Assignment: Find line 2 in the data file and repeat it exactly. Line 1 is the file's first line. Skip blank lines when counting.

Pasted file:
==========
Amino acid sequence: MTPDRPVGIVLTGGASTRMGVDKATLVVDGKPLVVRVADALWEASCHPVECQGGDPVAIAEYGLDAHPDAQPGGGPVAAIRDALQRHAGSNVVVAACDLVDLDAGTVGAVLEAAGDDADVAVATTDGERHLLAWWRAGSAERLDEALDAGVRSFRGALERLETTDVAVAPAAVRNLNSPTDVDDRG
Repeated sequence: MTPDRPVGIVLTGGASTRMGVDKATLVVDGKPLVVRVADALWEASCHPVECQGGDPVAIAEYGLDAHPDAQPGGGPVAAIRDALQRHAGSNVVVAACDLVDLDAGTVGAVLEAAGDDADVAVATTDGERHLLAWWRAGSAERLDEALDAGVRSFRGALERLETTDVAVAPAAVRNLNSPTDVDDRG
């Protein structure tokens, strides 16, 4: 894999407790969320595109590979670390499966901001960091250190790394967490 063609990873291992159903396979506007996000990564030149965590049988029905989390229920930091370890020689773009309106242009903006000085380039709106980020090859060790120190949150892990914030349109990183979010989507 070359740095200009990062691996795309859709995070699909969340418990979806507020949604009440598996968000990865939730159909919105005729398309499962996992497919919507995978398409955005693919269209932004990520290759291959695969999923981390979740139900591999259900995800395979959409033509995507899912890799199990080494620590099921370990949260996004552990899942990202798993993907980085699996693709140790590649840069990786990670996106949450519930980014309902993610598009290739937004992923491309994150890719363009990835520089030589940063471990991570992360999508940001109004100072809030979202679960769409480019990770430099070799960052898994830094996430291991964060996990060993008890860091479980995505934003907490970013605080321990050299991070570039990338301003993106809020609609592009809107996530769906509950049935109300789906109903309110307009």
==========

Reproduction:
Repeated sequence: MTPDRPVGIVLTGGASTRMGVDKATLVVDGKPLVVRVADALWEASCHPVECQGGDPVAIAEYGLDAHPDAQPGGGPVAAIRDALQRHAGSNVVVAACDLVDLDAGTVGAVLEAAGDDADVAVATTDGERHLLAWWRAGSAERLDEALDAGVRSFRGALERLETTDVAVAPAAVRNLNSPTDVDDRG